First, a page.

After prescribed periods of CPR, the machine analyzes the victim’s rhythm. The victim must remain motionless while the AED decides to shock and delivers the shock. Sometimes the victim doesn’t change from VF to non-VF at once. These victims require multiple shocks. If repeated shocks are needed, the shocks are “stacked” in sets of three to increase their effectiveness.

Besides using an AED, how else might a lay rescuer help at the scene of a sudden cardiac arrest?
Lay rescuers are most often asked to call 911 and get the AED. The lay rescuer can assemble the pocket face mask and begin providing mouth-to-mask ventilations. Responders might provide CPR or continue defibrillation if a workplace defibrillator is used. Support and direction to bystanders, friends, and family are appropriate. When EMS personnel arrive, the lay rescuer can provide directions and help get information about the patient.

What actions should a CPR responder take after using an AED on a person in cardiac arrest?
There should be some type of debriefing for EMS personnel or lay rescuers involved in a resuscitation attempt. Also, the voice-rhythm-shock record should be collected from the AED’s event documentation system. The AHA strongly recommends that AEDs used in a public access or home-responder setting have both rhythm and voice event documentation. AEDs can record and store (as a minimum) the following information:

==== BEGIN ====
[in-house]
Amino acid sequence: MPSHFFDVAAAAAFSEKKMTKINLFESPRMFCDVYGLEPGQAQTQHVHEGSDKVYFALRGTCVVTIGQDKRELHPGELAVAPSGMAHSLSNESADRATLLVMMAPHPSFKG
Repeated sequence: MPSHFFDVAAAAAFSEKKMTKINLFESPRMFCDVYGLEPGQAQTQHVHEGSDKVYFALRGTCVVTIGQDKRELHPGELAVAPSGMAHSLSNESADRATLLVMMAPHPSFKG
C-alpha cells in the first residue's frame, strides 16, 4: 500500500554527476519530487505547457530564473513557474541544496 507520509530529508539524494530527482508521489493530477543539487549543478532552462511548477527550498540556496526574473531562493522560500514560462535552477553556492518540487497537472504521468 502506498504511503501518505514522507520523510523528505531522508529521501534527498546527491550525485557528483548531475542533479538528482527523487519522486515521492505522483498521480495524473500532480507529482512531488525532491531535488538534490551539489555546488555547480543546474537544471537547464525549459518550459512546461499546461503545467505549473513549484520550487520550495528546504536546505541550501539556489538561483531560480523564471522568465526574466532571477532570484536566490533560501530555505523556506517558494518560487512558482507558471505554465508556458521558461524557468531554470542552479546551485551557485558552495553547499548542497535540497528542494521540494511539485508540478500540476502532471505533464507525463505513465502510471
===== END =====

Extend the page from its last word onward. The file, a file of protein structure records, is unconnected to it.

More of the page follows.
Patient rhythm throughout the resuscitation.
Response of the AED (shock versus no shock; shockable rhythm versus nonshockable rhythm).
Event and interval timing.
Audio recording of the voices and actions recorded at the scene of a cardiac arrest.

AED Placement
What’s public access to defibrillation?
Public access to defibrillation (PAD) means making AEDs available in public and/or private places where large numbers of people gather or people who are at high risk for heart attacks live.

What’s the AHA position on placement of AEDs?
The AHA strongly advocates that all EMS first-response vehicles and ambulances be equipped with an AED or another defibrillation device (semiautomatic or manual defibrillator). The AHA also supports placing AEDs in targeted public areas such as sports arenas, gated communities, office complexes, doctor’s offices, shopping malls, etc. When AEDs are placed in a community, the AHA strongly encourages that they be part of a defibrillation program in which
Persons or entities that acquire an AED notify the local EMS office.
A licensed physician or medical authority provides medical oversight to ensure quality control.
Persons responsible for using the AED are trained in CPR and how to use an AED.

Why is notifying the local EMS office important?
It’s important for the local EMS system to know where AEDs are located in the community. In the event of a sudden cardiac arrest emergency, the 911 dispatcher will know if an AED is on the premises and will be able to notify the EMS system as well as the responders already on the scene.

Why should a licensed physician or medical authority be involved with purchasers of AEDs?
This is a quality control mechanism. The licensed physician or medical authority will ensure that all designated responders are properly trained and that the AED is properly maintained.